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Tribune Co. in $2.7b deal for 19 TV stations

Purchase reflects shift from papers

Tribune Co., which emerged from bankruptcy protection in 2012, is seeking to sell its newspaper portfolio, which includes the Chicago Tribune and Los Angeles Times.

2007 Reuters file

Tribune Co., which emerged from bankruptcy protection in 2012, is seeking to sell its newspaper portfolio, which includes the Chicago Tribune and Los Angeles Times.

CHICAGO — Tribune Co. said Monday that it had reached a deal to buy Local TV Holdings LLC’s 19 TV stations for $2.73 billion in cash, significantly boosting its television business as it looks to sell its newspaper operations.

Tribune currently owns 23 TV stations and cable network WGN America, along with the Chicago Tribune, Los Angeles Times, and other newspapers.

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The deal will make the Chicago company one of the nation’s top TV station owners. Tribune said it will be the number one commercial TV station group in the country, based on its broadcast reach into more than 50 million homes.

The deal reshapes the broadcast media landscape and follows two other deals by companies whose roots are in newspapers. These companies are trying to acquire additional television stations at a time when the newspaper industry is faltering.

Last month, Gannett Co., the publisher of USA Today, announced plans to buy TV station owner Belo Corp. for about $1.5 billion. The acquisition would nearly double Gannett’s portfolio of stations from 23 to 43, reaching nearly one-third of US households. The company said the deal will give it access to what it said are some of the fastest-growing media markets, including Dallas, Houston, and Seattle.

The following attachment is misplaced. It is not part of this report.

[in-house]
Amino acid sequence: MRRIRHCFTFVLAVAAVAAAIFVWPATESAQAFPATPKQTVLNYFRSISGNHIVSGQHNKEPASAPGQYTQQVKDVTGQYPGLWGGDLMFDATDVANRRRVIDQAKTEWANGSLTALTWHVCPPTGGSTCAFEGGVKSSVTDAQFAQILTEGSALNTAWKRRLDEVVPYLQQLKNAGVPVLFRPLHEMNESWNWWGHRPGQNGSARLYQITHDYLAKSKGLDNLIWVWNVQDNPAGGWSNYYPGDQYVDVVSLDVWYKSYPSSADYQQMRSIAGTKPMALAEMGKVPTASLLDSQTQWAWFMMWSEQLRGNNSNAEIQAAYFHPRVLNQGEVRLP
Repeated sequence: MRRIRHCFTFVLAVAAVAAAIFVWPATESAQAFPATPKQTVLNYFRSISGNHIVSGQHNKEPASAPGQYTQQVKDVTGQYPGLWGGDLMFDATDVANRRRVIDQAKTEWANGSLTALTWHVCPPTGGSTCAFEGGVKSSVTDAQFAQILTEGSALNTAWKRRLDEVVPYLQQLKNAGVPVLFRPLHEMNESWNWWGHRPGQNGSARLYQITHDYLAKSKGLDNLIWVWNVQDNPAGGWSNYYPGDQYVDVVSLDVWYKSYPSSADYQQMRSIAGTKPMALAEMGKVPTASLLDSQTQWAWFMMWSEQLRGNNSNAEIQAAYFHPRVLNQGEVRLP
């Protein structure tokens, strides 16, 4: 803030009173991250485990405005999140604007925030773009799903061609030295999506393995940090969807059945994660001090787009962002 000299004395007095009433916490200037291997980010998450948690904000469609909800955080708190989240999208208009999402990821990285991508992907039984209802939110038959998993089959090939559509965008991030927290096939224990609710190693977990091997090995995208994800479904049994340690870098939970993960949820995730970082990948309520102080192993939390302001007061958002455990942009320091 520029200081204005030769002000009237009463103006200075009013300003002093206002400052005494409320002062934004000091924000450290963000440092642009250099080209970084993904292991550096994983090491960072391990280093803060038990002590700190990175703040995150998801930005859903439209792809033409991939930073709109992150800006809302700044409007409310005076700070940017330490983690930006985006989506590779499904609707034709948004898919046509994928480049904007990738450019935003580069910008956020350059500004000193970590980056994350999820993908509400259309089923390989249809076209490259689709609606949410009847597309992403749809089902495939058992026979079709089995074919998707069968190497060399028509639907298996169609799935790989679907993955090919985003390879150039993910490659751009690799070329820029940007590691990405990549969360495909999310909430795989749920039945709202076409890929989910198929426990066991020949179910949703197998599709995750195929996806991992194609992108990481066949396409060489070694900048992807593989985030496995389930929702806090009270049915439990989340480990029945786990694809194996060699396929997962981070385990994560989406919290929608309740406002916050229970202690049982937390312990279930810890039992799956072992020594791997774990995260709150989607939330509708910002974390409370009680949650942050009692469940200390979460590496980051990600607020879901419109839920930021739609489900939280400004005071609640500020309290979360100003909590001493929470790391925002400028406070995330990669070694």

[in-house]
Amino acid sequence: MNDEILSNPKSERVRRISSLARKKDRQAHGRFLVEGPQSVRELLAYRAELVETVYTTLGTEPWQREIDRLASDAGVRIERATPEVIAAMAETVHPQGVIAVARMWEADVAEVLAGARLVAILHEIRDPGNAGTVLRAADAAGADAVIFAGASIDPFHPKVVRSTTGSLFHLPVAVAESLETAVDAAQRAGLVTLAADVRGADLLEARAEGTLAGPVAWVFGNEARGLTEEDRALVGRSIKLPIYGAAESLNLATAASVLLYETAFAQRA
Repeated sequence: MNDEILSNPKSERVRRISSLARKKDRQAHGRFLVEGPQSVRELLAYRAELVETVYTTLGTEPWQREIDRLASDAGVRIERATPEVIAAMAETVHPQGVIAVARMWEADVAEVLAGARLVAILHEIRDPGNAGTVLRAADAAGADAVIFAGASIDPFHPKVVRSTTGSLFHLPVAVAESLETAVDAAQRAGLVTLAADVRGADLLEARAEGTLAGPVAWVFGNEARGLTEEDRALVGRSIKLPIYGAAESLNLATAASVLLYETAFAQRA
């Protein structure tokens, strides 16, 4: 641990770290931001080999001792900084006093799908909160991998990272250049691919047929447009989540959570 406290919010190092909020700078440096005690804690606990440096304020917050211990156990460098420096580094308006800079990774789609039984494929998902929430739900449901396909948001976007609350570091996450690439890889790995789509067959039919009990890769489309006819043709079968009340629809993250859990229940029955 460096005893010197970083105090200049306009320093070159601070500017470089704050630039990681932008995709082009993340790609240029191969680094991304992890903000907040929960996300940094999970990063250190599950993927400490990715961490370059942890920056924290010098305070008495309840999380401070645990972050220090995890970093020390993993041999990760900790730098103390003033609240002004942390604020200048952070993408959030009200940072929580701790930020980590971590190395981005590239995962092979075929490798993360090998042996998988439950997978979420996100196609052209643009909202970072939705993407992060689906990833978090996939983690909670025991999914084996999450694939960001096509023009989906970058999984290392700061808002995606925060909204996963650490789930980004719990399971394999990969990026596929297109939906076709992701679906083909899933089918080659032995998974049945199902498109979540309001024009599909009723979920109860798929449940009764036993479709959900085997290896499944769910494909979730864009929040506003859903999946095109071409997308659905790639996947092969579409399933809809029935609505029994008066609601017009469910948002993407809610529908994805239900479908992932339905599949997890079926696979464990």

A week earlier, Media General Inc. and New Young Broadcasting Holding Co. unveiled plans to combine into a company that would operate 30 TV stations in 27 markets, including San Francisco. That came after Media General sold all of its newspapers last year.

There are several reasons broadcast stations are increasingly attractive. They offer companies more opportunities to sell increasingly lucrative political-campaign ads in battleground markets. Another plus: The more stations a conglomerate owns, the more clout it has when negotiating the fees that cable and satellite TV companies pay to include stations on customers’ lineups.

Tribune cited those factors, as well as its potential to maximize its national and local advertising sales, while acquiring more outlets to distribute its video and digital content.

‘‘Our investment thesis is simple. Scale matters,’’ chief executive Peter Liguori said in a conference call with analysts.

The company said it expects the deal to quickly boost its profit and result in more than $100 million in annual cost savings within five years.

Local TV’s stations are mainly in the West and Midwest, including Cleveland, St. Louis, Denver, and Milwaukee. Markets served by Tribune include Chicago, New York, Los Angeles, Philadelphia, and Seattle. Tribune also has one radio station, WGN-AM in Chicago. Tribune will be getting seven additional Fox stations and five more CBS affiliates through the deal.

Tribune is trying to sell its newspapers to focus on its more profitable broadcasting operations. The newspaper sale is being done at the behest of a group of lenders that took over the company as part of a bankruptcy reorganization.

The newspapers have been hurt by a shift that has driven more readers and advertisers to the Internet and mobile devices. The downturn in print advertising was one of the factors that caused Tribune to file for Chapter 11 bankruptcy protection in 2008. It emerged from court oversight at the end of 2012.

Local TV is principally owned by the private equity firm Oak Hill Capital Partners.

The Tribune deal, which remains subject to antitrust and Federal Communications Commission approvals, is expected to close by the end of 2013.

Tribune Co. said it has received committed financing of up to $4.1 billion and expects the deal will be financed through a combination of debt financing and cash on hand.

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